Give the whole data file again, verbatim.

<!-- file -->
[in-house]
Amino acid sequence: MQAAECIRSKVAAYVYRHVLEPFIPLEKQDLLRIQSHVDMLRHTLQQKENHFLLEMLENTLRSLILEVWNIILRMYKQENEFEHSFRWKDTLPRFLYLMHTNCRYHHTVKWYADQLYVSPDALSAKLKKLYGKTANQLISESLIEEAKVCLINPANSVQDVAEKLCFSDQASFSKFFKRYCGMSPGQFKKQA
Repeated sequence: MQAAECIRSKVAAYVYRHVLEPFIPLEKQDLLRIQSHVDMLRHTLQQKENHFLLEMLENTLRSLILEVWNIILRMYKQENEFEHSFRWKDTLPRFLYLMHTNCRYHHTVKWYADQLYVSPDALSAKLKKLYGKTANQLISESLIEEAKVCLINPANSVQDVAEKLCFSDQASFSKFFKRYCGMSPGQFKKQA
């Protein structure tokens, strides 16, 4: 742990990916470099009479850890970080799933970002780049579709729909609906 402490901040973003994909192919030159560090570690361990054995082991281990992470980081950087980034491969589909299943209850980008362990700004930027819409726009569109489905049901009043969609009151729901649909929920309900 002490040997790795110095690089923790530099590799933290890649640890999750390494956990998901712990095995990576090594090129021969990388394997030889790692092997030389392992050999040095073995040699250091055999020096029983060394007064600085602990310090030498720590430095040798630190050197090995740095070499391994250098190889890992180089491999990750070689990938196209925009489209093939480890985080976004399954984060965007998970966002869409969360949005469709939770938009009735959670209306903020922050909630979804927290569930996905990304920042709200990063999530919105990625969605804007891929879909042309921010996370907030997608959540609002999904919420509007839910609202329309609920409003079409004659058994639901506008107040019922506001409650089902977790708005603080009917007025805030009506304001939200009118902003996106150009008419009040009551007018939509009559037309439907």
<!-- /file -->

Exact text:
[in-house]
Amino acid sequence: MQAAECIRSKVAAYVYRHVLEPFIPLEKQDLLRIQSHVDMLRHTLQQKENHFLLEMLENTLRSLILEVWNIILRMYKQENEFEHSFRWKDTLPRFLYLMHTNCRYHHTVKWYADQLYVSPDALSAKLKKLYGKTANQLISESLIEEAKVCLINPANSVQDVAEKLCFSDQASFSKFFKRYCGMSPGQFKKQA
Repeated sequence: MQAAECIRSKVAAYVYRHVLEPFIPLEKQDLLRIQSHVDMLRHTLQQKENHFLLEMLENTLRSLILEVWNIILRMYKQENEFEHSFRWKDTLPRFLYLMHTNCRYHHTVKWYADQLYVSPDALSAKLKKLYGKTANQLISESLIEEAKVCLINPANSVQDVAEKLCFSDQASFSKFFKRYCGMSPGQFKKQA
């Protein structure tokens, strides 16, 4: 742990990916470099009479850890970080799933970002780049579709729909609906 402490901040973003994909192919030159560090570690361990054995082991281990992470980081950087980034491969589909299943209850980008362990700004930027819409726009569109489905049901009043969609009151729901649909929920309900 002490040997790795110095690089923790530099590799933290890649640890999750390494956990998901712990095995990576090594090129021969990388394997030889790692092997030389392992050999040095073995040699250091055999020096029983060394007064600085602990310090030498720590430095040798630190050197090995740095070499391994250098190889890992180089491999990750070689990938196209925009489209093939480890985080976004399954984060965007998970966002869409969360949005469709939770938009009735959670209306903020922050909630979804927290569930996905990304920042709200990063999530919105990625969605804007891929879909042309921010996370907030997608959540609002999904919420509007839910609202329309609920409003079409004659058994639901506008107040019922506001409650089902977790708005603080009917007025805030009506304001939200009118902003996106150009008419009040009551007018939509009559037309439907």